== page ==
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Washington Nationals’ catchers Kurt Suzuki and Yan Gomes give Davey Martinez options

How will the Nationals decide which catcher gets the most starts? Will Davey Martinez really ignore the conventional wisdom about not using your backup catcher to pinch hit?

Screencap via @Nationals on Twitter

In just the first few days of Spring Training, with pitchers and catchers working in bullpen sessions, Washington Nationals’ skipper Davey Martinez has been impressed with the two new backstops who joined the roster this winter.

Kurt Suzuki, who signed a 2-year/$10M deal, and Yan Gomes, who was acquired from the Cleveland Indians, are hard at work getting to know their new teammates, though that is going to take some time.

“They’re veteran catchers, both of those guys that they brought in,” Patrick Corbin said this week, as he too got used to his new team, “... so I think it will be fairly easy for them to pick up what we have, and I’m excited for them to be behind the plate all season for us.”

Suzuki is already playing along with Max Scherzer, suggesting hitters for the Nationals’ ace to imagine himself facing when he works on stuff in his early Spring throwing sessions, and Martinez said on Friday that the way they communicate with all the pitchers is impressive.

“It’s incredible,” the second-year skipper said. “Just the first two days, just listening to those guys talk, man, the communication has been outstanding. And I told our young pitchers, I said, ‘Hey, learn, speak, ask questions, those guys have caught some really good pitchers in their history, so you can learn a lot [from] them. What you want to do with your curveball, what you want to do with your fastball, where do you think I can throw the ball, or against lefties, against righties, and they’ve been phenomenal, I mean, they love communicating, as you could tell, you saw it, Suzuki, after it was over, he pretty much ran out to Austin [Voth], and said, ‘Hey, man, great job. This is what you do, this is how your curveball plays, and this is what I think you should do with your fastball,’ and it was tremendous to hear him talk about it.”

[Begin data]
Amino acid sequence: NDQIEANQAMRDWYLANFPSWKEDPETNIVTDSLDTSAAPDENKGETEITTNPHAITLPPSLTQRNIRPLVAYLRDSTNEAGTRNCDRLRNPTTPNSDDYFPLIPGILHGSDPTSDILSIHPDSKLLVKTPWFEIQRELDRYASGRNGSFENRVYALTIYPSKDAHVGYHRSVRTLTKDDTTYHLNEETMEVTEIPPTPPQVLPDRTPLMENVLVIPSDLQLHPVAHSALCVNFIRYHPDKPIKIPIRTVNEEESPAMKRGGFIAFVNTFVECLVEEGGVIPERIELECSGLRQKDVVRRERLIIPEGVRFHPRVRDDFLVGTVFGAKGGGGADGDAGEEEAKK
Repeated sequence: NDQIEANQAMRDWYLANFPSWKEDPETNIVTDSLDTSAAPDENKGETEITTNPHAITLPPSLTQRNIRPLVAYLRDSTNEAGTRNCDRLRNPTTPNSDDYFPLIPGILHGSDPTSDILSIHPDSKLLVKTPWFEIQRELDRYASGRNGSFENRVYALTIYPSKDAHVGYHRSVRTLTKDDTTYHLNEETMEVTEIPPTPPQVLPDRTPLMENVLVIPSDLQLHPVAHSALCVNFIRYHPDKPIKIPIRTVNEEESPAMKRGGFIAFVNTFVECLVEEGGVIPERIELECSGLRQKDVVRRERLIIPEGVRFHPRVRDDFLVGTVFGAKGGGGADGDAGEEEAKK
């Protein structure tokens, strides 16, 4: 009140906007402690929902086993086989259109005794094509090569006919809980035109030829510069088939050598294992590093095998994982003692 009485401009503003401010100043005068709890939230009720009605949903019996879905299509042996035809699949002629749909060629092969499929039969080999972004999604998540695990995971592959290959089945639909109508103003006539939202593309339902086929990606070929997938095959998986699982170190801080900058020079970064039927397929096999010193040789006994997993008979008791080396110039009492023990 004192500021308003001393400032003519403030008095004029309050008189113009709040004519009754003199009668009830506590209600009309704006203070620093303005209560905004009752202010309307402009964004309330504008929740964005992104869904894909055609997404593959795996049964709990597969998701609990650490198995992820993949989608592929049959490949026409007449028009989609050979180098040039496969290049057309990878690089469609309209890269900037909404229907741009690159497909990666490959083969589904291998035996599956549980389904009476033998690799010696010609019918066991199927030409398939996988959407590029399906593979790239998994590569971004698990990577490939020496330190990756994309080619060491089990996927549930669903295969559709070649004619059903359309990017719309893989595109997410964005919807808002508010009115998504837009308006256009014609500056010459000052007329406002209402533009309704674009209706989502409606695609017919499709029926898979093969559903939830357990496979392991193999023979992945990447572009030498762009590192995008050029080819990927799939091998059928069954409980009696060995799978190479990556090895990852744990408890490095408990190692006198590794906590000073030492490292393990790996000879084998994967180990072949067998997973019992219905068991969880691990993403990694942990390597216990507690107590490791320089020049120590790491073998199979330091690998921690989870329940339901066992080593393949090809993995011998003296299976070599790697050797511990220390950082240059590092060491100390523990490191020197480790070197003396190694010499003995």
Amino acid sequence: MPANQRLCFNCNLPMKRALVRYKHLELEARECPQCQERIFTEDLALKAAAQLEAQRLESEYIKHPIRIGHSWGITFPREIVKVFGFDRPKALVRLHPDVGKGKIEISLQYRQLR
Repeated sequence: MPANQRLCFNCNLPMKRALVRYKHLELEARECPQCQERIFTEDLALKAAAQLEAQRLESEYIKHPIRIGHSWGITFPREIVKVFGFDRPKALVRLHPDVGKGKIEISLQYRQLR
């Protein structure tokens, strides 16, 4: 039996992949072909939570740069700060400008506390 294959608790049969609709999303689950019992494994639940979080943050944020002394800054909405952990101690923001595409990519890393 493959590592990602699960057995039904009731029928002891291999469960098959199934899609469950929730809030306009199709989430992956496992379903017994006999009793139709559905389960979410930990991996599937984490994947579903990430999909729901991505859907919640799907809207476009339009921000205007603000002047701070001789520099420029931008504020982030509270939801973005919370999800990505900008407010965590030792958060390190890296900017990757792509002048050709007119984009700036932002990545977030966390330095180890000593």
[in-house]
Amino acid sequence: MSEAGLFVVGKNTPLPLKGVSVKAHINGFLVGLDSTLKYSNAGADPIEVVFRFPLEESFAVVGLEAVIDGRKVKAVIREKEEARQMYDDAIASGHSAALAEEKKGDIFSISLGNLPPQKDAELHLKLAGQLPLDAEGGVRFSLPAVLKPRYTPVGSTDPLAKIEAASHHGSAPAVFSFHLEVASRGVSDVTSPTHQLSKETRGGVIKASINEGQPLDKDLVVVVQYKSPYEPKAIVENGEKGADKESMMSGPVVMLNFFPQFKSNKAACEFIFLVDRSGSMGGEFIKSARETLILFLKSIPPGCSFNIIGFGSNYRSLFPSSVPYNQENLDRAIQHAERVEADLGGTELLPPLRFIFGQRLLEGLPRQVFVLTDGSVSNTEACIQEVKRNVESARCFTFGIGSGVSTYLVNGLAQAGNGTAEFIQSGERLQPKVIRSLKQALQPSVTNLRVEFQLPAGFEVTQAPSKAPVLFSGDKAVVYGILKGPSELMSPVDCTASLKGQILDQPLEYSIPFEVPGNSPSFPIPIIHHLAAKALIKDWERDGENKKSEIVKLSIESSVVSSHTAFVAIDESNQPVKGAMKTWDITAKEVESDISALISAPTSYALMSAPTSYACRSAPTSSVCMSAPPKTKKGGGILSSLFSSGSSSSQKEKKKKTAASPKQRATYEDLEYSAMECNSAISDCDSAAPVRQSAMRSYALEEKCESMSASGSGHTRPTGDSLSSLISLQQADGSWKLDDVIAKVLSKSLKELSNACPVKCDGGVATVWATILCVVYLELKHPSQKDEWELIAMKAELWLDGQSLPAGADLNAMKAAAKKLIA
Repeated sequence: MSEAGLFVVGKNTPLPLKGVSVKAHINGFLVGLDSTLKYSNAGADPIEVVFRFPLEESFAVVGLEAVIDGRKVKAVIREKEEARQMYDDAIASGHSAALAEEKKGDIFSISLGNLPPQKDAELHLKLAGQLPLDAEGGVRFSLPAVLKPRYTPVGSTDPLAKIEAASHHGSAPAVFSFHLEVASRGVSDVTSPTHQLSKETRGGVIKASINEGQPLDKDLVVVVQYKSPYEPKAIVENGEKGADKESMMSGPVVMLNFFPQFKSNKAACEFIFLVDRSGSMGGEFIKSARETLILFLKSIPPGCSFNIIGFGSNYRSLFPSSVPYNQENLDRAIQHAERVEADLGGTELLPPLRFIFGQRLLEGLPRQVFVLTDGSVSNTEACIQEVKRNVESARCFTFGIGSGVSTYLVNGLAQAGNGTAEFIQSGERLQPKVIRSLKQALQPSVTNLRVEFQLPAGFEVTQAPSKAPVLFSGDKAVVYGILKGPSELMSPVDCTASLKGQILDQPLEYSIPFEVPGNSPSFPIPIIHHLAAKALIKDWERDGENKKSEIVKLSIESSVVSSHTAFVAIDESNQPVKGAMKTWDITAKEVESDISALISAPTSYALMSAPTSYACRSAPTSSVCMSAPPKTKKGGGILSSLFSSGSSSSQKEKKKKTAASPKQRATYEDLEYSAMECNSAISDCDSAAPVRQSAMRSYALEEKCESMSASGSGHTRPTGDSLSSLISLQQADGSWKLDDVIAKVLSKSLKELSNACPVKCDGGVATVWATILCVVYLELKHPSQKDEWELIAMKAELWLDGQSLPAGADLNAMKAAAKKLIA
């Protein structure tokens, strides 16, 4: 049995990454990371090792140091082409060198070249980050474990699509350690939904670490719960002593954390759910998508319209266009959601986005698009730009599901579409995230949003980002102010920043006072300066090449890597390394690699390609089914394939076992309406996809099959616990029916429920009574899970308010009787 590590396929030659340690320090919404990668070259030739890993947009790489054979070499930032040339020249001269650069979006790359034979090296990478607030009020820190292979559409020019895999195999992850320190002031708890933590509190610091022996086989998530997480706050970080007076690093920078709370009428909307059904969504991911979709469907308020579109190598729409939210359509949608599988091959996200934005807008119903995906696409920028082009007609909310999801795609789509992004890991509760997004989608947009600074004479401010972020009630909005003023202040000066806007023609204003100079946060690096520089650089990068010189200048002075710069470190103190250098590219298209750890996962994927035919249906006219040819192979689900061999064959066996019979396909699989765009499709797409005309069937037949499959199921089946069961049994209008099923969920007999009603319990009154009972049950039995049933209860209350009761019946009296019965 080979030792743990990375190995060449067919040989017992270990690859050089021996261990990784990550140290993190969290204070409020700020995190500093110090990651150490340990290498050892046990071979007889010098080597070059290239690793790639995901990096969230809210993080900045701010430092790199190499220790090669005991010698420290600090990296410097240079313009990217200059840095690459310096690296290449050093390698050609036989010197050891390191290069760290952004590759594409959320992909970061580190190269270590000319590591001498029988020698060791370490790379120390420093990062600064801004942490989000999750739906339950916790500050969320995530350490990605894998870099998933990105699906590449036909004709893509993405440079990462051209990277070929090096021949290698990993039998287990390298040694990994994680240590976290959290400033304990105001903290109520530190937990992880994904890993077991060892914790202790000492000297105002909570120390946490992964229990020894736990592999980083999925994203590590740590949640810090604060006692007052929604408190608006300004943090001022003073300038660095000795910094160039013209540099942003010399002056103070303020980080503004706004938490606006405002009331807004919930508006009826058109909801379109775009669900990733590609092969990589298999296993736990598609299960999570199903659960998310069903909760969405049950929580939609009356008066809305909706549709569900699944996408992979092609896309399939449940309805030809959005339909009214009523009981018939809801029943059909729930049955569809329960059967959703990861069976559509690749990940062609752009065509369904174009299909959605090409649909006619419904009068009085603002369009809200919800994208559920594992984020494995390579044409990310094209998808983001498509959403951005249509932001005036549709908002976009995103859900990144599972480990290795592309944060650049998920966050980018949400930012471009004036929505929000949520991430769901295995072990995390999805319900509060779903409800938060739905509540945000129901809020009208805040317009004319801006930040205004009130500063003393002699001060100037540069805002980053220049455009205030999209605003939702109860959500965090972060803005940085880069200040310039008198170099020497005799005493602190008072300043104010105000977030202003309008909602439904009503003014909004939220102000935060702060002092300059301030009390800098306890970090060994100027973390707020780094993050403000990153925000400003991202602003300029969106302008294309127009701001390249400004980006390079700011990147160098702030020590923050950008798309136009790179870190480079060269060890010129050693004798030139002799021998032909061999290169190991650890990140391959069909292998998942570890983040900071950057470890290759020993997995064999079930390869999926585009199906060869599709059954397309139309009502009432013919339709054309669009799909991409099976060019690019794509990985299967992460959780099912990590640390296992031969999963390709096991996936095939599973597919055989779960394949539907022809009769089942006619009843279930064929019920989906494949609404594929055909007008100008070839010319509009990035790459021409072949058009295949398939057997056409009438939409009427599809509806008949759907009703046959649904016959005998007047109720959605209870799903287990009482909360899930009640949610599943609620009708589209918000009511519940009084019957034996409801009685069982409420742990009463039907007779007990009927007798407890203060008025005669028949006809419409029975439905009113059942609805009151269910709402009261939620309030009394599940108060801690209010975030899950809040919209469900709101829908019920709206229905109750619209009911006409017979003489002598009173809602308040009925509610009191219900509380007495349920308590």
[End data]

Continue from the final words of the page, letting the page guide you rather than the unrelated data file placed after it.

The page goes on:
How the Nationals plan to use the two catchers has been a topic of conversation since the trade for Gomes, and the answer Martinez gave when asked again this week was similar to what he’s said previously.

“It’s good to have them both,” he said, “and I explained to them both — they’re both going to play equally an amount, but we’ll see how it plays out.

“Obviously, your starting pitchers are going to dictate — maybe one guy likes throwing — they work better with one certain catcher, we’ll see how that all plays out, but they’re both exceptional. I don’t think we’re going to lose anything with either one of them playing, so that’s good to have.”

The conversation about how often each will play is one that the Nationals’ skipper said will be sorted out as the season goes along.

“When we talked to them and we signed Kurt and then we [acquired] Yan,” Martinez said, “it was a conversation that we all had. They’re both going to catch, and their value to our team is ... incredible, especially with our starting pitching. They’re both going to play a lot and they understand that. How we work it? We’ll figure that out.

“We’ll figure all that stuff out,” he said, “but they’re on board with everything, and like I said, what a treat to listen to those guys talk with the pitchers and converse and communicate. It’s been outstanding.”

With two catchers like Suzuki and Gomes, Martinez said on Saturday, who are an offensive upgrade over what they’ve had in recent seasons, he’s started to think about how he’ll use them when they start and on the days they aren’t behind the plate.

“You see a lot of teams — you don’t have those guys that can catch 150 games anymore, 160 games, you don’t,” Martinez explained, “so to have two guys like that on your roster, it’s a really good problem to have and we’ll figure out what days they’re going to start, and even the days they don’t start, look, you know I really believe — a lot of people talk about not [putting your second catcher in the game] because your first catcher might get hurt. We’ve got two pretty good-hitting catchers, so the days they don’t play, they might pinch hit in the seventh [or] eighth inning if we have a chance to score some runs.”

“You look at all the numbers, I don’t really see catchers getting really hurt in the games like that,” Martinez said, knocking on wood on the desk and then his head, “I really don’t. And I explained that to them. ‘There are days when you don’t catch, but don’t just sit there, I’m not going to be one of those guys — if we have a chance to score some runs, and you’re the best available pinch hitter we’ve got, or if I feel the need to pinch hit you guys, you’re going to pinch hit.”

Martinez said it’s something he started thinking about at the end of the 2018 campaign.

“I thought about it last year at the end. When [Matt] Wieters wasn’t really being able to catch and he was on the bench, I said, ‘Hey, you know what, he’s going to hit.’ It’s a good spot for him we let him hit, and I thought all winter, just because you have two catchers and one guy’s playing and you don’t want the other guy to play, I said, ‘You might as well just play with 24 guys, really. So why not use him in the right opportunity?’

And the emergency catcher in the event that something goes wrong if he does try that?

“I’ll have to talk to [Wilmer] Difo about that,” Martinez said with a laugh.